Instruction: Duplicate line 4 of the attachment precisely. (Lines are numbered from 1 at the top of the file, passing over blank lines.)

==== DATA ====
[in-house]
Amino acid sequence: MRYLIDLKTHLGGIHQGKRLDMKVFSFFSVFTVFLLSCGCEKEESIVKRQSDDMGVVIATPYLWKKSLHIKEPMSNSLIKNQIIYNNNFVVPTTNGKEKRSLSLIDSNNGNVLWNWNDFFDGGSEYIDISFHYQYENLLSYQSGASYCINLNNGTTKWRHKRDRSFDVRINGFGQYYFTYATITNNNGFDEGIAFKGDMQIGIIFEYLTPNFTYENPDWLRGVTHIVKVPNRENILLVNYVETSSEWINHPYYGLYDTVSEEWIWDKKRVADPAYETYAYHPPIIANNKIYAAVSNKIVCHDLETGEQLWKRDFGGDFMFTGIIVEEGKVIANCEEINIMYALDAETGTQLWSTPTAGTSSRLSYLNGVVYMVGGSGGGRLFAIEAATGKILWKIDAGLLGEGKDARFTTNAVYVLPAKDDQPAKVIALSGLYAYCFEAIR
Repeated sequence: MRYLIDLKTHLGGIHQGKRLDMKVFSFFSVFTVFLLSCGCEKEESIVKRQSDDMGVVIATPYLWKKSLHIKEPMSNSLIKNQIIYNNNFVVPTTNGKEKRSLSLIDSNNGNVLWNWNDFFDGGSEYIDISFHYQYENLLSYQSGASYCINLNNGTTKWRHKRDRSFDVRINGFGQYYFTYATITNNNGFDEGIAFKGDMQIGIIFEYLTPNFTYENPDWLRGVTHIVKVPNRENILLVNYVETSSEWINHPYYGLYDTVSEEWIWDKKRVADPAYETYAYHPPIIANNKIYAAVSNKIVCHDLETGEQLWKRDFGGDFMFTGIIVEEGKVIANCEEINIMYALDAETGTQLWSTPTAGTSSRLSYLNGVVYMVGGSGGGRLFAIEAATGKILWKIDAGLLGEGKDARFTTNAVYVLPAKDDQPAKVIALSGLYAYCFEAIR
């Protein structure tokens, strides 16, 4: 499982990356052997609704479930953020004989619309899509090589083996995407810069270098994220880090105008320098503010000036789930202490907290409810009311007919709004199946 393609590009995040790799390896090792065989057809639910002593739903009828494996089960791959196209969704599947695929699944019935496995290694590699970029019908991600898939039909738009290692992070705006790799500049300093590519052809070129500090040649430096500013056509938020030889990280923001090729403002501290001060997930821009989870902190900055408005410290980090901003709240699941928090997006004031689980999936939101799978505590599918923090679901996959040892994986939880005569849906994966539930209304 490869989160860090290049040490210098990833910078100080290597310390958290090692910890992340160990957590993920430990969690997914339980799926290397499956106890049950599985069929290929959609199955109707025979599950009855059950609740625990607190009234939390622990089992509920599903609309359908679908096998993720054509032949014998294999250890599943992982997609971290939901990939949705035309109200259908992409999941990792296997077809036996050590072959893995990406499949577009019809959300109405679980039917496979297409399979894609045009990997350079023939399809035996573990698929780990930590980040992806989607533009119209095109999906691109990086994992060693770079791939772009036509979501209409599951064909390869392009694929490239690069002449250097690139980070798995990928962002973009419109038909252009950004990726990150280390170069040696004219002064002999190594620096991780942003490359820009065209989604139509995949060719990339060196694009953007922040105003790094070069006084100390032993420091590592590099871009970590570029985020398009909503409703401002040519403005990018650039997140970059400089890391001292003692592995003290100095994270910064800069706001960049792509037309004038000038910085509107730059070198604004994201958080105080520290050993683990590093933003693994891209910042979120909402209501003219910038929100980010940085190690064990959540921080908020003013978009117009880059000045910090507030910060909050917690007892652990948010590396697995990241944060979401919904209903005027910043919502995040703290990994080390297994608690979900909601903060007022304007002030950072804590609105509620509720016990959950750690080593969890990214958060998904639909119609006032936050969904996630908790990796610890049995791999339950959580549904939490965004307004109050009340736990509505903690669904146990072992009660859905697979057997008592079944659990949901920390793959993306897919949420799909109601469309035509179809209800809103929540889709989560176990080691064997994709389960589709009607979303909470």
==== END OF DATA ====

């Protein structure tokens, strides 16, 4: 499982990356052997609704479930953020004989619309899509090589083996995407810069270098994220880090105008320098503010000036789930202490907290409810009311007919709004199946 393609590009995040790799390896090792065989057809639910002593739903009828494996089960791959196209969704599947695929699944019935496995290694590699970029019908991600898939039909738009290692992070705006790799500049300093590519052809070129500090040649430096500013056509938020030889990280923001090729403002501290001060997930821009989870902190900055408005410290980090901003709240699941928090997006004031689980999936939101799978505590599918923090679901996959040892994986939880005569849906994966539930209304 490869989160860090290049040490210098990833910078100080290597310390958290090692910890992340160990957590993920430990969690997914339980799926290397499956106890049950599985069929290929959609199955109707025979599950009855059950609740625990607190009234939390622990089992509920599903609309359908679908096998993720054509032949014998294999250890599943992982997609971290939901990939949705035309109200259908992409999941990792296997077809036996050590072959893995990406499949577009019809959300109405679980039917496979297409399979894609045009990997350079023939399809035996573990698929780990930590980040992806989607533009119209095109999906691109990086994992060693770079791939772009036509979501209409599951064909390869392009694929490239690069002449250097690139980070798995990928962002973009419109038909252009950004990726990150280390170069040696004219002064002999190594620096991780942003490359820009065209989604139509995949060719990339060196694009953007922040105003790094070069006084100390032993420091590592590099871009970590570029985020398009909503409703401002040519403005990018650039997140970059400089890391001292003692592995003290100095994270910064800069706001960049792509037309004038000038910085509107730059070198604004994201958080105080520290050993683990590093933003693994891209910042979120909402209501003219910038929100980010940085190690064990959540921080908020003013978009117009880059000045910090507030910060909050917690007892652990948010590396697995990241944060979401919904209903005027910043919502995040703290990994080390297994608690979900909601903060007022304007002030950072804590609105509620509720016990959950750690080593969890990214958060998904639909119609006032936050969904996630908790990796610890049995791999339950959580549904939490965004307004109050009340736990509505903690669904146990072992009660859905697979057997008592079944659990949901920390793959993306897919949420799909109601469309035509179809209800809103929540889709989560176990080691064997994709389960589709009607979303909470």